The second is from several centuries later:
” Honour – as something distinct from mere probity, and which supposes in gentlemen a stronger abhorrence of perfidy, falsehood, or cowardice, and a more elevated and delicate sense of the dignity of virtue, than are usually found in vulgar minds.” 
Etymologically, this fairly recent English word, used to translate the German Einfühlung, derives, via the late Latin sympathia, from the Greek συμπάθεια – συμπαθής – and is thus formed from the prefix σύν (sym) together with παθ- [root of πάθος] meaning enduring/suffering, feeling: πάσχειν, to endure/suffer.
In my writings, empathy – ἐμπάθεια – is used to describe a particular and natural human faculty: that is, a noble intuition about another human being or another living being. When empathy is developed and used, as envisaged by my ‘philosophy of pathei-mathos’, it is a specific and extended type of συμπάθεια. That is, it is a type of and a means to knowing and understanding another human being and/or other living beings – and thus differs in nature from compassion.
 In respect of φύσις, see for example: (i) my brief essay Physis, Nature, Concealment, and Natural Change [Some Notes on Heraclitus Fragment 123] and also (ii) Notes On Aristotle Metaphysics 1015a and (iii) Notes on Aristotle Metaphysics 987b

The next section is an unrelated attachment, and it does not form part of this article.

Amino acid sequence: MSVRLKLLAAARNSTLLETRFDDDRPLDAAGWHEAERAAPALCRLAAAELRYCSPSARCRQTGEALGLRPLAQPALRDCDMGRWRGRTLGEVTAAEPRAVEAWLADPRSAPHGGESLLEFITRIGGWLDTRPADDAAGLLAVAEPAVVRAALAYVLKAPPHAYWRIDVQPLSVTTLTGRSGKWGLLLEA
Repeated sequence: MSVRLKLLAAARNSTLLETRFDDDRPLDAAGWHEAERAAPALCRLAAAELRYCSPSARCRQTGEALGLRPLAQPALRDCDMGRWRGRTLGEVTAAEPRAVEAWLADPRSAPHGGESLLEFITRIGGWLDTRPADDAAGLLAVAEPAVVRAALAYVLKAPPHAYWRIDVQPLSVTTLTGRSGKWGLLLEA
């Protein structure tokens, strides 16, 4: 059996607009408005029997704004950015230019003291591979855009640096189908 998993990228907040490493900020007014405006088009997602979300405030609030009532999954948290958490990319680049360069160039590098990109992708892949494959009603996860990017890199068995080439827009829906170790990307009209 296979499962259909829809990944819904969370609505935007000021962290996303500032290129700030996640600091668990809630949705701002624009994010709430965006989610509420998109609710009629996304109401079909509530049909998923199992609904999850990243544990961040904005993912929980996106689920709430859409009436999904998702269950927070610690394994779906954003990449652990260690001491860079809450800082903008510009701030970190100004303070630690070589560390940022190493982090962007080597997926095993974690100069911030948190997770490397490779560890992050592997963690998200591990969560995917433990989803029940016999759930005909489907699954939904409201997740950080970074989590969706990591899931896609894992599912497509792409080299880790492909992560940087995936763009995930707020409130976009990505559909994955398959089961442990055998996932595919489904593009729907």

The word benignity derives from the Latin benignitatem and the sense imputed by the word is of a kind, compassionate, well-mannered character, disposition, or deed. It came into English usage around the same time as compassion; for example, the word occurs in Chaucer’s Troilus and Criseyde [ii. 483] written around 1374 CE.
 John Gower, Confessio Amantis. Liber Quintus vv. 2997-3001 [Macaulay, G.C., ed. The Works of John Gower. Oxford: Clarendon Press. 1901]
 George Lyttelton. History of the Life of Henry the Second. London, Printed for J. Dodsley. M DCC LXXV II  (A new ed., cor.) vol 3, p.178
Article source: http://www.davidmyatt.info/the-natural-balance-of-honour.html